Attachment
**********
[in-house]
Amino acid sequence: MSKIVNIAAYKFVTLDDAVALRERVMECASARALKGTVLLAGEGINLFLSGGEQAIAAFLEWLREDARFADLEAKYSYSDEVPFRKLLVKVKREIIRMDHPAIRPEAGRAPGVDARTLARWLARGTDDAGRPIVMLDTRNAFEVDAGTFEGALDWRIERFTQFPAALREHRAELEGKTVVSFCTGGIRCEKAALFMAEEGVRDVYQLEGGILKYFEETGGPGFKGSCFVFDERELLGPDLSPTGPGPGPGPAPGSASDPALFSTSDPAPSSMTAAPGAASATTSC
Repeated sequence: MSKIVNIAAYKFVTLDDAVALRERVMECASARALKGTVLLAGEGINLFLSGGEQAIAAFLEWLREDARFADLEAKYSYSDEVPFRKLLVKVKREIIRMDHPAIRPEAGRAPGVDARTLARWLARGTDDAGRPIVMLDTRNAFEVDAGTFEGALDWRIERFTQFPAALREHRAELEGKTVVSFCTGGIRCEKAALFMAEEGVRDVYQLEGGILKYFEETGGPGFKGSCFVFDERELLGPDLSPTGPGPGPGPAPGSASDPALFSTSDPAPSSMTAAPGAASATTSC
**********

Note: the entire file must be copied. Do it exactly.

[in-house]
Amino acid sequence: MSKIVNIAAYKFVTLDDAVALRERVMECASARALKGTVLLAGEGINLFLSGGEQAIAAFLEWLREDARFADLEAKYSYSDEVPFRKLLVKVKREIIRMDHPAIRPEAGRAPGVDARTLARWLARGTDDAGRPIVMLDTRNAFEVDAGTFEGALDWRIERFTQFPAALREHRAELEGKTVVSFCTGGIRCEKAALFMAEEGVRDVYQLEGGILKYFEETGGPGFKGSCFVFDERELLGPDLSPTGPGPGPGPAPGSASDPALFSTSDPAPSSMTAAPGAASATTSC
Repeated sequence: MSKIVNIAAYKFVTLDDAVALRERVMECASARALKGTVLLAGEGINLFLSGGEQAIAAFLEWLREDARFADLEAKYSYSDEVPFRKLLVKVKREIIRMDHPAIRPEAGRAPGVDARTLARWLARGTDDAGRPIVMLDTRNAFEVDAGTFEGALDWRIERFTQFPAALREHRAELEGKTVVSFCTGGIRCEKAALFMAEEGVRDVYQLEGGILKYFEETGGPGFKGSCFVFDERELLGPDLSPTGPGPGPGPAPGSASDPALFSTSDPAPSSMTAAPGAASATTSC